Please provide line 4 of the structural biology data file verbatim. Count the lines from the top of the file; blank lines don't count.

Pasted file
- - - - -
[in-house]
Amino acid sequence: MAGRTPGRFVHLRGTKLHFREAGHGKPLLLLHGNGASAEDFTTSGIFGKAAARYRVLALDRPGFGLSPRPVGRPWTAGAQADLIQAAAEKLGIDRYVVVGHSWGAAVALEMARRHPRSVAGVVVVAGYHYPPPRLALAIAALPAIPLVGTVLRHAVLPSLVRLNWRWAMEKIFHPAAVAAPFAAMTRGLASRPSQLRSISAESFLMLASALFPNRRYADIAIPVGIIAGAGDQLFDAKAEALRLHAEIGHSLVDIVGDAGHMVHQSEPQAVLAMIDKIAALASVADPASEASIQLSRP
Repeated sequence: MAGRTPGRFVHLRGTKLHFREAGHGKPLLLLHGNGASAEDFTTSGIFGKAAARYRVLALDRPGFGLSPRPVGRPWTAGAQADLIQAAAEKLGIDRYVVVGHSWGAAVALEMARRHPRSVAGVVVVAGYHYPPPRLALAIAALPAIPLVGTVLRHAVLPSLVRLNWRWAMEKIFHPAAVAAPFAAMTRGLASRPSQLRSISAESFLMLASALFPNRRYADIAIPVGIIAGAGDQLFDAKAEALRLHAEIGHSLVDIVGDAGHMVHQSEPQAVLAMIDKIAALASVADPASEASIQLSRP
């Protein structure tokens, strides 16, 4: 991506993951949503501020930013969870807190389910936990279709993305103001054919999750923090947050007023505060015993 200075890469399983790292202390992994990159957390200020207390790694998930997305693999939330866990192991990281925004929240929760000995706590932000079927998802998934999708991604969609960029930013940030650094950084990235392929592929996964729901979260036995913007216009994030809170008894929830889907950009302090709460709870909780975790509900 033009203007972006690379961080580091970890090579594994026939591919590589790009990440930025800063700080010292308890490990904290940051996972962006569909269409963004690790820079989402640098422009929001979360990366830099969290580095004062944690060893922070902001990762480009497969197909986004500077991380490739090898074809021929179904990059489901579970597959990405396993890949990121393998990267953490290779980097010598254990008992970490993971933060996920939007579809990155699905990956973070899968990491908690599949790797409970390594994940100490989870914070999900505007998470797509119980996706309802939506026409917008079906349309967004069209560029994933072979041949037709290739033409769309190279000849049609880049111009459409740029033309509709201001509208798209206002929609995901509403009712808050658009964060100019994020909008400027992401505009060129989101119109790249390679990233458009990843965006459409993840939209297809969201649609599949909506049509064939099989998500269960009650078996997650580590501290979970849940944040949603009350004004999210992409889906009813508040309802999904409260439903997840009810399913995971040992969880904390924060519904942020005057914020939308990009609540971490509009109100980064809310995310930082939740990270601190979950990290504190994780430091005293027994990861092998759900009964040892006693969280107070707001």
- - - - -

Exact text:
């Protein structure tokens, strides 16, 4: 991506993951949503501020930013969870807190389910936990279709993305103001054919999750923090947050007023505060015993 200075890469399983790292202390992994990159957390200020207390790694998930997305693999939330866990192991990281925004929240929760000995706590932000079927998802998934999708991604969609960029930013940030650094950084990235392929592929996964729901979260036995913007216009994030809170008894929830889907950009302090709460709870909780975790509900 033009203007972006690379961080580091970890090579594994026939591919590589790009990440930025800063700080010292308890490990904290940051996972962006569909269409963004690790820079989402640098422009929001979360990366830099969290580095004062944690060893922070902001990762480009497969197909986004500077991380490739090898074809021929179904990059489901579970597959990405396993890949990121393998990267953490290779980097010598254990008992970490993971933060996920939007579809990155699905990956973070899968990491908690599949790797409970390594994940100490989870914070999900505007998470797509119980996706309802939506026409917008079906349309967004069209560029994933072979041949037709290739033409769309190279000849049609880049111009459409740029033309509709201001509208798209206002929609995901509403009712808050658009964060100019994020909008400027992401505009060129989101119109790249390679990233458009990843965006459409993840939209297809969201649609599949909506049509064939099989998500269960009650078996997650580590501290979970849940944040949603009350004004999210992409889906009813508040309802999904409260439903997840009810399913995971040992969880904390924060519904942020005057914020939308990009609540971490509009109100980064809310995310930082939740990270601190979950990290504190994780430091005293027994990861092998759900009964040892006693969280107070707001």